Interpersonal communication skills

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Effective interpersonal communication strategies:

In schools and other organisations, approximately 80 per cent of the problems that arise are those concerning people. As a result, many organisations are increasingly providing interpersonal skills training for employees to help them manage both themselves and others.

Communications, problem solving, influencing, motivation, effective teamwork and many other skills are included in such programmes. One theme running through all these courses is the benefit of being assertive. Yet many people misunderstand assertiveness and often mistake it for aggression.

Types of behavior

We may look at behavior in terms of three main types; aggression, passivity and assertiveness. Most of us move from one type of behavior to another, depending on the situation and with whom we are dealing.

When asked what sort of words describe these three types of behavior people commonly include those listed below:


Angry, dominant, volatile, hot, out of control, violent.


Timid, meek, put upon, lacking confidence, mild, accepting


Confident, knowledge, firm, fair, in control, considered.

The benefits of assertion can easily be seen. It is much better to feel confident and in control that put upon or angry and volatile when dealing with others. Keeping behavior under control is a skill that can be developed and improved.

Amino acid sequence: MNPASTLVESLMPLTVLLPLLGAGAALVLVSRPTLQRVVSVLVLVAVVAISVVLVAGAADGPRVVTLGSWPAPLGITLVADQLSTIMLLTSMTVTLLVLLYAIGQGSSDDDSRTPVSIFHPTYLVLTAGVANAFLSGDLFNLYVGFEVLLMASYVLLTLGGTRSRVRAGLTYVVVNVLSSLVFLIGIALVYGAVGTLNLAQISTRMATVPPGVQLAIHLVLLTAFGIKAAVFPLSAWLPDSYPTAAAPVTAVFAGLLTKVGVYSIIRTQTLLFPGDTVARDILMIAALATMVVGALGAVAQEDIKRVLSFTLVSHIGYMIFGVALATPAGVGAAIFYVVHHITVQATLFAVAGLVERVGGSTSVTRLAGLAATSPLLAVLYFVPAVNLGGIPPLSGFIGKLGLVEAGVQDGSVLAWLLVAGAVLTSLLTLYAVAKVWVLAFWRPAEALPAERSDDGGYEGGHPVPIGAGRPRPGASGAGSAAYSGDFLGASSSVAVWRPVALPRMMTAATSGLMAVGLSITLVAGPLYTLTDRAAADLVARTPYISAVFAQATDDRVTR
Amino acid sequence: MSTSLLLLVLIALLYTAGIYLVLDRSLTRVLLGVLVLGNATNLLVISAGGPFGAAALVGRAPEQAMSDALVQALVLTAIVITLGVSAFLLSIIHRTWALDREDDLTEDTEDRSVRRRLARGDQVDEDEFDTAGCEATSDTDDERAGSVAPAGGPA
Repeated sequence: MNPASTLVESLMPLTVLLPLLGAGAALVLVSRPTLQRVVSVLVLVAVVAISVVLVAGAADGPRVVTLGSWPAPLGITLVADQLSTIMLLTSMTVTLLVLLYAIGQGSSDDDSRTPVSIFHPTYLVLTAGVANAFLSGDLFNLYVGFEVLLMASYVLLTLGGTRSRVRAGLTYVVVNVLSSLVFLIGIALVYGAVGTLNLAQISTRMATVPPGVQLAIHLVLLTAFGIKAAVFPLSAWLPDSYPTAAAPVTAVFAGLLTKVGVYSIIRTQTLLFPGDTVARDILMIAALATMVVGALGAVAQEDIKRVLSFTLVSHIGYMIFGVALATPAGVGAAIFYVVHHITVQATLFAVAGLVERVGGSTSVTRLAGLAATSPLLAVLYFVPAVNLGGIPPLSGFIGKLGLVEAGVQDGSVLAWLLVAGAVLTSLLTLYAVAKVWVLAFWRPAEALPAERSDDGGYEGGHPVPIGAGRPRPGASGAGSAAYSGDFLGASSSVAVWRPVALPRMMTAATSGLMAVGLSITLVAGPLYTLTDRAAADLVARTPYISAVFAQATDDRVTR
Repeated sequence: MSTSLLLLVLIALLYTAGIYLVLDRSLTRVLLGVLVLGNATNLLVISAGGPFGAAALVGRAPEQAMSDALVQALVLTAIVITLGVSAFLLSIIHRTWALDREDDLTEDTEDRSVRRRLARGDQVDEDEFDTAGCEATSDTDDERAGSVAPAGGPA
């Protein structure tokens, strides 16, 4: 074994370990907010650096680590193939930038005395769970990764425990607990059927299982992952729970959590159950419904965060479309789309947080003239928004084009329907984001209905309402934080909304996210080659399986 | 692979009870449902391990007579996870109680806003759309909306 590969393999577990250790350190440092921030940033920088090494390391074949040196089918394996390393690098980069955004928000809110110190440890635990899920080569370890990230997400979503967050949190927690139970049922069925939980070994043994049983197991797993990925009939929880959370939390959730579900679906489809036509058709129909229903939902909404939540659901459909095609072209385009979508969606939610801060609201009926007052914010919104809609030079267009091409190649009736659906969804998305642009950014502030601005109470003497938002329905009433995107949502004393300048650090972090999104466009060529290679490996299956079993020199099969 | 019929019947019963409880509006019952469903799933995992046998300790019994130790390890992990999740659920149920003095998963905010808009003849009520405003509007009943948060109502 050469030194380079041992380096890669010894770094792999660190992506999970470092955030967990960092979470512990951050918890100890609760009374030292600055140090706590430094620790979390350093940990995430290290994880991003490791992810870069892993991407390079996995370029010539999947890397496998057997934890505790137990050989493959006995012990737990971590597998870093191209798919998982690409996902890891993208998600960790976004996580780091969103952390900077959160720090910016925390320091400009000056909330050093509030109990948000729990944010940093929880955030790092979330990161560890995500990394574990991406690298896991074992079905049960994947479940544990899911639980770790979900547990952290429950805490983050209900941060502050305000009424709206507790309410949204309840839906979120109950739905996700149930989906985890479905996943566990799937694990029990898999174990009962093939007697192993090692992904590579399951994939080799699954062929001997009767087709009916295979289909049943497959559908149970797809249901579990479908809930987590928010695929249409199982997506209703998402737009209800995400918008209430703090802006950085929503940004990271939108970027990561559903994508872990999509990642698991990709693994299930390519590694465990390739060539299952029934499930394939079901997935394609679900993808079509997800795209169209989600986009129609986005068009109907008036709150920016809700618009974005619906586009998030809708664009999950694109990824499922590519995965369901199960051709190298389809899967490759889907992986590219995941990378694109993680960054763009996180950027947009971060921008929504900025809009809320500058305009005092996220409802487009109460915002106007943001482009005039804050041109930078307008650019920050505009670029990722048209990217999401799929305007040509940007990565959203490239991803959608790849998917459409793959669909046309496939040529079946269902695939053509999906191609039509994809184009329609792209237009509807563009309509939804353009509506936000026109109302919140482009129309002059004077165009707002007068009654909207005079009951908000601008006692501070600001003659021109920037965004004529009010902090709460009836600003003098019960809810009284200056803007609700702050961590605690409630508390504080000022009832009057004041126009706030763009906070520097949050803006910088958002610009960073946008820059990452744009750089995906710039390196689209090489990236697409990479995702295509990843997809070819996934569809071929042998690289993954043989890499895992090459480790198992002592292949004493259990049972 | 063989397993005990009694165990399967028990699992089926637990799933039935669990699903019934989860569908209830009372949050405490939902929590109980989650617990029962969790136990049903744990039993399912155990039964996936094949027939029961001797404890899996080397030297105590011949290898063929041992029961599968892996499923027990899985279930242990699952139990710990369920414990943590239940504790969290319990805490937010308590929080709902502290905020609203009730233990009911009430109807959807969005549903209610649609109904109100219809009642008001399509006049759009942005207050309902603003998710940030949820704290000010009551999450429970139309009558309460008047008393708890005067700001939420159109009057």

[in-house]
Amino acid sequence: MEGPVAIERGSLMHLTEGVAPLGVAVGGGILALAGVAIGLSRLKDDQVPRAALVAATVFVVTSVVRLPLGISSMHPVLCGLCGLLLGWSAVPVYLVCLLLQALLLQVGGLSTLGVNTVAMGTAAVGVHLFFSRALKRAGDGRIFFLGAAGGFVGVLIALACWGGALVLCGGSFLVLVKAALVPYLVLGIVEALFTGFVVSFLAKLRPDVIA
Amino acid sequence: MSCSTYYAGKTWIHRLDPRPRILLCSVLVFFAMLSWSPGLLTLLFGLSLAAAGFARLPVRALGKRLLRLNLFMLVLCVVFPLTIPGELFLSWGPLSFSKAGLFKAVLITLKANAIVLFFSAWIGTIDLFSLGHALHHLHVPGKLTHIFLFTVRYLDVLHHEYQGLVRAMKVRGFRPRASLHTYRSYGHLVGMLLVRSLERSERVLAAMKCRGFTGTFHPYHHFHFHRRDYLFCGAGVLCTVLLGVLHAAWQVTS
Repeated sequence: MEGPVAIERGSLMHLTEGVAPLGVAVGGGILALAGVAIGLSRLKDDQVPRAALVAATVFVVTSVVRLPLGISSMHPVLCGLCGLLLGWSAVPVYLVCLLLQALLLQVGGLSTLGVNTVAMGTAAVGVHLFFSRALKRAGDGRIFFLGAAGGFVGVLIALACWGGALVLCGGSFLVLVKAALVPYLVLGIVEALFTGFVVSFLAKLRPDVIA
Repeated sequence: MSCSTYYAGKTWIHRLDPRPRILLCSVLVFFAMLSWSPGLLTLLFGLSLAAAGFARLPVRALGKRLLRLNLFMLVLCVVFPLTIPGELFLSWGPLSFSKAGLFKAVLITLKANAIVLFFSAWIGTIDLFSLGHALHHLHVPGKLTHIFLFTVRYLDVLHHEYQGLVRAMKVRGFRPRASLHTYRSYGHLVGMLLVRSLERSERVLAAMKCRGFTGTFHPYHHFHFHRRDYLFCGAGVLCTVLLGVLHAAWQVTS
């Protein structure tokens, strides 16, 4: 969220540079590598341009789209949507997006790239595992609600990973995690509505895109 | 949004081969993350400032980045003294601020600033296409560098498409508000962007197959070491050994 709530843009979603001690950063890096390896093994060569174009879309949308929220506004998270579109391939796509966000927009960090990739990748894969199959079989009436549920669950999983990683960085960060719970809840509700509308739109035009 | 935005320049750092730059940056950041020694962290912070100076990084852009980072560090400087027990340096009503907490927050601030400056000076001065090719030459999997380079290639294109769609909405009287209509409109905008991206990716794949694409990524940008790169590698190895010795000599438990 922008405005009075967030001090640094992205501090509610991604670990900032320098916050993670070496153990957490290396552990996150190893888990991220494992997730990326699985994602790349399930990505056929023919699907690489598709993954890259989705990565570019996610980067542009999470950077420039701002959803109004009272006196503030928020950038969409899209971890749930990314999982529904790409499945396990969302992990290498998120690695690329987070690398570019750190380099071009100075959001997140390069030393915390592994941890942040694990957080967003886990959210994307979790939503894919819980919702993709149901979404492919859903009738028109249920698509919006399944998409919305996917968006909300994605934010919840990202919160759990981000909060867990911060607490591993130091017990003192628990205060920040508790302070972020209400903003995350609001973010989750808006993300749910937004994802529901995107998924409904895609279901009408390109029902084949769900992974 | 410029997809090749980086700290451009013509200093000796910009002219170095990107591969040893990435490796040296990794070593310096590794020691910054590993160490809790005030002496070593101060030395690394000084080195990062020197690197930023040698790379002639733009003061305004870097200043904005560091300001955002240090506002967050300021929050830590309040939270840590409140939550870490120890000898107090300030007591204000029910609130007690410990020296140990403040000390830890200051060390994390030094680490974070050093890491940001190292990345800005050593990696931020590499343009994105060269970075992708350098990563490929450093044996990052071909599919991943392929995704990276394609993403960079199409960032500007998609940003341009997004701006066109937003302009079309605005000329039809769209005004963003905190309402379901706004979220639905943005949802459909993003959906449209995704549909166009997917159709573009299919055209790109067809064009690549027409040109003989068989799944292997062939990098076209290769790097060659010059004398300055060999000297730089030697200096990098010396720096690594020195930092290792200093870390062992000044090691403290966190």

The man that reaches the top is the determined, spirited, hard worker and never the fearful, hesitant, slow worker.

Aggressive and passive behavior seem to be much more innate than assertiveness, relating to the ‘flight, flight’ sort of behavior we can identify when under threat. From earliest days, human beings have been helped by nature to deal with threatening situations by either standing ground and ‘fighting’ or ‘running away’ from the problem. Physical changes take place in the body to help us meet these ends. As civilization has progressed, a third option (that of remaining and dealing with the situation) has emerged. Assertive behavior, by which we can deal constructively and confidently with such problems, has to be learned.

Passive and aggressive behavior may be grouped together and called non-assertive behavior. In general, assertive behavior will encourage assertive responses, and non-assertive behavior will prompt non-assertive responses.